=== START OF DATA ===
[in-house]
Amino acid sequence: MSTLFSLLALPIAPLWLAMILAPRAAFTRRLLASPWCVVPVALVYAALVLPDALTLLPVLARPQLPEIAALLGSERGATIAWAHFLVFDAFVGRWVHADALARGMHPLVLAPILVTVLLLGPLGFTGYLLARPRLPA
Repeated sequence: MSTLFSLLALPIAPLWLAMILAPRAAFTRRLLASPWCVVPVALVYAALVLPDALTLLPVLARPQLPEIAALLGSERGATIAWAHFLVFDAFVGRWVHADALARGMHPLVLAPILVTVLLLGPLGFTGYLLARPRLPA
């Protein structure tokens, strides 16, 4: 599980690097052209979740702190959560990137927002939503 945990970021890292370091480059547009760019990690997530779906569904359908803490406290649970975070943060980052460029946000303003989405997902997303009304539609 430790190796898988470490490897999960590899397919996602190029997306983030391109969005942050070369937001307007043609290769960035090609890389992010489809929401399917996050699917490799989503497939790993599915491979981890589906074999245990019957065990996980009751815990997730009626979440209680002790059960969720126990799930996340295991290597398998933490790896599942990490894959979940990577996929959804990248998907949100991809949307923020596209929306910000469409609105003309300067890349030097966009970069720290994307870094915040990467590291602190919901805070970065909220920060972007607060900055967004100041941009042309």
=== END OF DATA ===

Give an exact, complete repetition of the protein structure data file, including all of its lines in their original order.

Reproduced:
[in-house]
Amino acid sequence: MSTLFSLLALPIAPLWLAMILAPRAAFTRRLLASPWCVVPVALVYAALVLPDALTLLPVLARPQLPEIAALLGSERGATIAWAHFLVFDAFVGRWVHADALARGMHPLVLAPILVTVLLLGPLGFTGYLLARPRLPA
Repeated sequence: MSTLFSLLALPIAPLWLAMILAPRAAFTRRLLASPWCVVPVALVYAALVLPDALTLLPVLARPQLPEIAALLGSERGATIAWAHFLVFDAFVGRWVHADALARGMHPLVLAPILVTVLLLGPLGFTGYLLARPRLPA
């Protein structure tokens, strides 16, 4: 599980690097052209979740702190959560990137927002939503 945990970021890292370091480059547009760019990690997530779906569904359908803490406290649970975070943060980052460029946000303003989405997902997303009304539609 430790190796898988470490490897999960590899397919996602190029997306983030391109969005942050070369937001307007043609290769960035090609890389992010489809929401399917996050699917490799989503497939790993599915491979981890589906074999245990019957065990996980009751815990997730009626979440209680002790059960969720126990799930996340295991290597398998933490790896599942990490894959979940990577996929959804990248998907949100991809949307923020596209929306910000469409609105003309300067890349030097966009970069720290994307870094915040990467590291602190919901805070970065909220920060972007607060900055967004100041941009042309």